A government system to monitor Macao’s taxis, which had prompted a storm of complaints from drivers, is all fair and above board, according to a report by the city’s official graft busters.
The system, which officials report has been largely successful, was introduced to curb underhand practices such as overcharging and refusing hire.
The Commission Against Corruption (CCAC) stated that it has completed its “Inquiry report on the intelligent terminal system for taxis”, and reaffirmed that the Transport Bureau’s (DSAT) “Supply and maintenance service of the taxi management system”, as well as the system’s monthly service fee, is “legal and reasonable”.
According to the commission, the taxi management system is divided into two parts, the “vehicle device” and the “taxi monitoring system”, and New Leader Tecnologia Informática (Macau) Lda (New Leader) was the winning bidder to manage the system.
The CCAC pointed out that regardless which company won the bid, the monthly charge for taxi owners to use the “vehicle device” is MOP 300, while the service fee for the “taxi monitoring system” is borne by the government. The commission stressed that since the implementation of the Legal Regime for Transport of Passengers in Light Vehicles for Renting, referred to as the new law, it has had a positive effect on tackling Macao’s “taxi chaos” situation.
The commission noted that since September 2020, the taxi sector had voiced their dissatisfaction about the taxi system through media and civil society groups.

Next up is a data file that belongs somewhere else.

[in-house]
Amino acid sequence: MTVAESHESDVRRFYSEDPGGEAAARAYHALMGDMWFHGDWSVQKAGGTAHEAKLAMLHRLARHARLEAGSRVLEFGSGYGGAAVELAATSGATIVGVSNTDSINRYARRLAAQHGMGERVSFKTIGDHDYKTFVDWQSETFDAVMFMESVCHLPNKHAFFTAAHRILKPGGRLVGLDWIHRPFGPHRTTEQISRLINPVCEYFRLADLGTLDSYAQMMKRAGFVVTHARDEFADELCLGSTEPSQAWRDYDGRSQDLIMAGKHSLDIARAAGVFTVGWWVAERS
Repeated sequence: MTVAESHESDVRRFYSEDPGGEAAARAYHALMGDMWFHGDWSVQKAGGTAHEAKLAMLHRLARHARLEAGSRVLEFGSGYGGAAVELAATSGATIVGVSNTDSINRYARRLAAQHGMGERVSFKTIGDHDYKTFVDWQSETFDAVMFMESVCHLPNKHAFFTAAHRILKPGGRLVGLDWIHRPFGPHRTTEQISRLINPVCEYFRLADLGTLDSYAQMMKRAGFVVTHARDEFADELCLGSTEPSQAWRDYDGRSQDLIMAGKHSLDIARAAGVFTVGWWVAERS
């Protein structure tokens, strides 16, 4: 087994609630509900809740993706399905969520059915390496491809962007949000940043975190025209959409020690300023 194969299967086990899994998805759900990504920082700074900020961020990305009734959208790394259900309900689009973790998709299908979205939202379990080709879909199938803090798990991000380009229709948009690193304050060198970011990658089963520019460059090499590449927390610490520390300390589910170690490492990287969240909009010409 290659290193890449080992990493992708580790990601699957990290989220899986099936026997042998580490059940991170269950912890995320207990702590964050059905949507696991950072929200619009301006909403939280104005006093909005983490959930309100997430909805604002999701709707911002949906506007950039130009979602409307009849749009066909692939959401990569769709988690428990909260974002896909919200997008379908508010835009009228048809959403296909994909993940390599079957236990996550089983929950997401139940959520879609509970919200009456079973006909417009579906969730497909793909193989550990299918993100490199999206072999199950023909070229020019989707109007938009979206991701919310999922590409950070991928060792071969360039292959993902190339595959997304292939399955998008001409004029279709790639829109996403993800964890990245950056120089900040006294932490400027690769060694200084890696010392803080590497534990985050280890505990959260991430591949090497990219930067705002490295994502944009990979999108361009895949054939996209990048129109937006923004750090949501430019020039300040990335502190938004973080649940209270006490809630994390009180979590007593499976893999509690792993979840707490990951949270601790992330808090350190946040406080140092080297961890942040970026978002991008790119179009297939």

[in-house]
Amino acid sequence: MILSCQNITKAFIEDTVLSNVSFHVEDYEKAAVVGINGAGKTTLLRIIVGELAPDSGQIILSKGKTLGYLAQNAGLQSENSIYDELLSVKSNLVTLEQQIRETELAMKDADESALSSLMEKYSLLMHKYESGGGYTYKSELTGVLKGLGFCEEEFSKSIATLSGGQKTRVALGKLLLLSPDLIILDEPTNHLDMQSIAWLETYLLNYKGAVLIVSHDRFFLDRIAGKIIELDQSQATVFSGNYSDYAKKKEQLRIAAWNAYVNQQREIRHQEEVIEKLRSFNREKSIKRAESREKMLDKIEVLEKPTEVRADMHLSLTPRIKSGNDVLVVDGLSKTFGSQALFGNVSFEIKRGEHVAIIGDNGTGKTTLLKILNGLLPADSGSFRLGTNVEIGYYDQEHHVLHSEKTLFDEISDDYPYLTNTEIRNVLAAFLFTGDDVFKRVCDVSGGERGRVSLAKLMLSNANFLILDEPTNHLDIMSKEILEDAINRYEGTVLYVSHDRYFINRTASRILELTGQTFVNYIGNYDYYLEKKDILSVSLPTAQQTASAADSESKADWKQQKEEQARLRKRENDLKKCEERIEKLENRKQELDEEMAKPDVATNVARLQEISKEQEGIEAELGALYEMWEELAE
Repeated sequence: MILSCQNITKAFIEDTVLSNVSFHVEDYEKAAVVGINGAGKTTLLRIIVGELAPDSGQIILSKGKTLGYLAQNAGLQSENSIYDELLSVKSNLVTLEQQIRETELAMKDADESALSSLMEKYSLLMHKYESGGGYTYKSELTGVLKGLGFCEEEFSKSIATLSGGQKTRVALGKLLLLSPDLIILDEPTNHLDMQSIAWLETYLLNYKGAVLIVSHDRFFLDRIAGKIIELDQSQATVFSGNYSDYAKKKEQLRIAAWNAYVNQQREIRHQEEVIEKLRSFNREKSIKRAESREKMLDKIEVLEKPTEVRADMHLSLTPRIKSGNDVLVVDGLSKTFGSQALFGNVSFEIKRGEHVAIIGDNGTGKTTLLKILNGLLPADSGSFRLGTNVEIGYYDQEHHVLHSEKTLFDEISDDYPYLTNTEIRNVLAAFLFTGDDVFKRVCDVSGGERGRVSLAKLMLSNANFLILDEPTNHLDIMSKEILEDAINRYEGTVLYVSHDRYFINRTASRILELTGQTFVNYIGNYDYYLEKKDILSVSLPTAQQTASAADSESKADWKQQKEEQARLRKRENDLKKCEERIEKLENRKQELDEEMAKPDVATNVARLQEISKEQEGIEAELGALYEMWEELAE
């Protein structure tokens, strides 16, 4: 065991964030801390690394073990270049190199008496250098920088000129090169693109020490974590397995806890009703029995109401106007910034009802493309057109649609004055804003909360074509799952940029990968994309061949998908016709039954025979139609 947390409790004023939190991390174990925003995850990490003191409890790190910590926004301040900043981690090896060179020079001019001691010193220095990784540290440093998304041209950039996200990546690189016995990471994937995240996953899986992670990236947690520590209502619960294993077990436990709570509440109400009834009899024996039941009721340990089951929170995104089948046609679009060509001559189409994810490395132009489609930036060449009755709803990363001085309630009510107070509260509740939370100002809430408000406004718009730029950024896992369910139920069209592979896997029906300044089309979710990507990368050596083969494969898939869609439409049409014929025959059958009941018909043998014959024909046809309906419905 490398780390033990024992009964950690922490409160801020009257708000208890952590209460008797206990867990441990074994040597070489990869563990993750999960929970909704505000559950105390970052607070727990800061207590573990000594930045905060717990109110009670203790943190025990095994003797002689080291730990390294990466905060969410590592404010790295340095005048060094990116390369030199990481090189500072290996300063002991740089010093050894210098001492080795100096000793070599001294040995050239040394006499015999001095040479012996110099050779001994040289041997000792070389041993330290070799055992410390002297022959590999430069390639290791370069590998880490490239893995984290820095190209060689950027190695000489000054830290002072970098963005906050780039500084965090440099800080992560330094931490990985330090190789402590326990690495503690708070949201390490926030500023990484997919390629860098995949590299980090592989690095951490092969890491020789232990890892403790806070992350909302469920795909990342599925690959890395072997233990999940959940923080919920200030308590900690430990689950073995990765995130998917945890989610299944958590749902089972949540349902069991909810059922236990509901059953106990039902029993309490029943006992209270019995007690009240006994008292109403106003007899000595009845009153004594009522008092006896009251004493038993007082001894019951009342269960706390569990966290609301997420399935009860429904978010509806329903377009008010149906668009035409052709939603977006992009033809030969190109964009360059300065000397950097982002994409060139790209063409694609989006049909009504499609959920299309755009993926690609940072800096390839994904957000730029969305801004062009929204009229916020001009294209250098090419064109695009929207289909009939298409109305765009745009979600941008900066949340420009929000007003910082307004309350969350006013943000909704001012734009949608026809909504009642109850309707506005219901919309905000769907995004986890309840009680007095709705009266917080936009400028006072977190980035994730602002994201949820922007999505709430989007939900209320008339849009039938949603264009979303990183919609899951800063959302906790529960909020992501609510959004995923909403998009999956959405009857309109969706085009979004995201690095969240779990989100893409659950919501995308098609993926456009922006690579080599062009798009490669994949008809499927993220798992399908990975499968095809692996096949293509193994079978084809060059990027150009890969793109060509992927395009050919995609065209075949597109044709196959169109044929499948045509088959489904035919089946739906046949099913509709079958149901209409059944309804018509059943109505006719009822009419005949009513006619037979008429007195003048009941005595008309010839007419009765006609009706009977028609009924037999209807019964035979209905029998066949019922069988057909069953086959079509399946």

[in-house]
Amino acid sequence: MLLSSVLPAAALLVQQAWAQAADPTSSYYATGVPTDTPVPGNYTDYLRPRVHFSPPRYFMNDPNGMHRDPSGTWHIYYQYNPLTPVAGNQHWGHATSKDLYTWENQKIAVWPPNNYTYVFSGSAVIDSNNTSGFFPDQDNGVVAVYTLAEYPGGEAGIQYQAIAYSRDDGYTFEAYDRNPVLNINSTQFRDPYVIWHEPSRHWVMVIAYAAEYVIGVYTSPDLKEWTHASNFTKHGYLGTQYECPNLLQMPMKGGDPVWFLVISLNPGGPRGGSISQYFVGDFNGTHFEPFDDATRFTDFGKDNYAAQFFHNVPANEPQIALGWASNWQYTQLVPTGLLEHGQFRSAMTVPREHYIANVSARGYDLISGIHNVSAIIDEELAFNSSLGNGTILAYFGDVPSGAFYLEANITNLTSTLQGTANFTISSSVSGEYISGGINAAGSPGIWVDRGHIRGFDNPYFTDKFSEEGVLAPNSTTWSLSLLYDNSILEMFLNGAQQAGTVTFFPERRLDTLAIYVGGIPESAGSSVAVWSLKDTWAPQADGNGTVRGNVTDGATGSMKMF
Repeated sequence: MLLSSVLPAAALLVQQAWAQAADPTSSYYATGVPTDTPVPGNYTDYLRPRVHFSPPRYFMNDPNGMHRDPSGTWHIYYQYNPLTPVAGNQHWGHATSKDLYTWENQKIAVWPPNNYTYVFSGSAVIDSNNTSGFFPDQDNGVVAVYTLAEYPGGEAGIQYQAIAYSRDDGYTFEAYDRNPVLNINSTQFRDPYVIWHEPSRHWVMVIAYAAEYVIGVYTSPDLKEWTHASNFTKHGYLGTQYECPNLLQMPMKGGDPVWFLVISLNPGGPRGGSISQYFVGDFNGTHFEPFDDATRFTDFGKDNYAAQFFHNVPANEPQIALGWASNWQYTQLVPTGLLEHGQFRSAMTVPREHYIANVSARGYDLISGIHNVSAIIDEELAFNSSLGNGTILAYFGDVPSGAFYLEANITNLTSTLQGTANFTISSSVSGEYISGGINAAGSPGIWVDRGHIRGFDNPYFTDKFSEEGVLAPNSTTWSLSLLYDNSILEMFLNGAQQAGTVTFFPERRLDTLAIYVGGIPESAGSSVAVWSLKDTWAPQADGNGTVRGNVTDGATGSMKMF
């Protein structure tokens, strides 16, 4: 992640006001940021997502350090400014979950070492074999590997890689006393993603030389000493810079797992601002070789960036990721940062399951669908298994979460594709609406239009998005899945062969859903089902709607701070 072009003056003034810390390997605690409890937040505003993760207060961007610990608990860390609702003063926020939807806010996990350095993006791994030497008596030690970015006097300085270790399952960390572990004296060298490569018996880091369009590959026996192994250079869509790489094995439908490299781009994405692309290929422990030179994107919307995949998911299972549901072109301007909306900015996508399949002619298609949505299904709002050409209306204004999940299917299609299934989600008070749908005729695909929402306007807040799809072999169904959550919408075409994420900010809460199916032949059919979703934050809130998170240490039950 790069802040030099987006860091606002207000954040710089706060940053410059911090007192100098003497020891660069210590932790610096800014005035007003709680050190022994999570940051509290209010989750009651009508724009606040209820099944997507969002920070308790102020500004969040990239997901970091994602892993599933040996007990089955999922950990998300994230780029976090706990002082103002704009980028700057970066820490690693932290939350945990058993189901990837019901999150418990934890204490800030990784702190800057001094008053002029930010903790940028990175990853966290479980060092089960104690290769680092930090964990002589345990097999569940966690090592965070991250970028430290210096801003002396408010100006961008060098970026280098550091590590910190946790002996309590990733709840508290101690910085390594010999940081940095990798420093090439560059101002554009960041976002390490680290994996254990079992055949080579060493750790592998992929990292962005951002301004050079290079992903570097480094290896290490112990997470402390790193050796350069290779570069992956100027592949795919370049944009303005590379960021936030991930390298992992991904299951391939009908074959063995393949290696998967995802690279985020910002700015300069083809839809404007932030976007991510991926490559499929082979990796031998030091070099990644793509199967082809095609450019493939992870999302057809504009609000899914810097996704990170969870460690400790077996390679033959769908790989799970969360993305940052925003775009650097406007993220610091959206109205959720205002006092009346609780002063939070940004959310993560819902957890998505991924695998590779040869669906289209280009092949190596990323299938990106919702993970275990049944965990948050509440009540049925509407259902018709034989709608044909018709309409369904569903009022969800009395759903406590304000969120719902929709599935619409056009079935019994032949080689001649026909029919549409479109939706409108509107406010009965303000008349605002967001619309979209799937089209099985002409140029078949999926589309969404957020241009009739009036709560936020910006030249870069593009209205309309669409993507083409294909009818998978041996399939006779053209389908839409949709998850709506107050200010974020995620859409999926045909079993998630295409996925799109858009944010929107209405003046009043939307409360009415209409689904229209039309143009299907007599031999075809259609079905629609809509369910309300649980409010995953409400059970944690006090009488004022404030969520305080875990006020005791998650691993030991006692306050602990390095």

Moreover, the commission had received complaints about the monthly fee for the taxi monitor. Therefore, the commission had investigated the matter, scrutinising the bidding proposals and consulting the opinions expressed by the complainants, DSAT officials and taxi drivers. The commission concluded that the bidding process as well as all the concerns raised showed no illegality.
The CCAC noted that the new taxi law aims to combat “refusing hire”, “selecting passengers”, “not taking the most direct route to the destination”, “negotiating taxi fare”, “taxi pooling” and “overcharging taxi fare”.
As a result, the DSAT had launched a combined tender for the two new systems – the “vehicle device” and the “taxi monitor system”, aiming to protect the rights of both passengers and cabbies. The CCAC underlined that during its investigation, the commission did not find any illegality or irrationality in awarding the combined bid to the current operator. The statement underlined that there is no evidence proving any collusion between the bureau and New Leader.
The commission stated that the main purpose of charging the MOP 300 monthly service fee is to safeguard the interests of the taxi permit holders and avoid New Leader setting the fee too high or raising it due to inflation.
The CCAC pointed out that the fee is clearly listed in the bidding document, so that no matter which company won the bid, the amount of the service fee would be the same. The commission also underlined that the government is already absorbing the MOP 150 cost for the “taxi monitoring system”.
The commission reaffirmed that those taxi permit holders who have not paid their deposit or monthly fee because they had doubts about the legality of the fees have no grounds to do so as the court has already ruled it is a false allegation. The CCAC pointed out that New Leader has the right to halt its services to those who fail to pay the fee.
The commission reaffirmed the effectiveness of the new law, noting that the bureau recorded zero cases of illegal taxi operations in 2020, while the Public Security Police recorded fewer than 150 cases and under 100 cases in 2021.
The statement also pointed out that there were 1,900 cases of overcharging throughout 2019, but the number dropped drastically in 2020 when only eight cases were recorded throughout the whole year. The commission pointed out that the data shows that the new law has “indeed played an important and positive role in combating the ‘taxi chaos’”, The Macau Post Daily reported.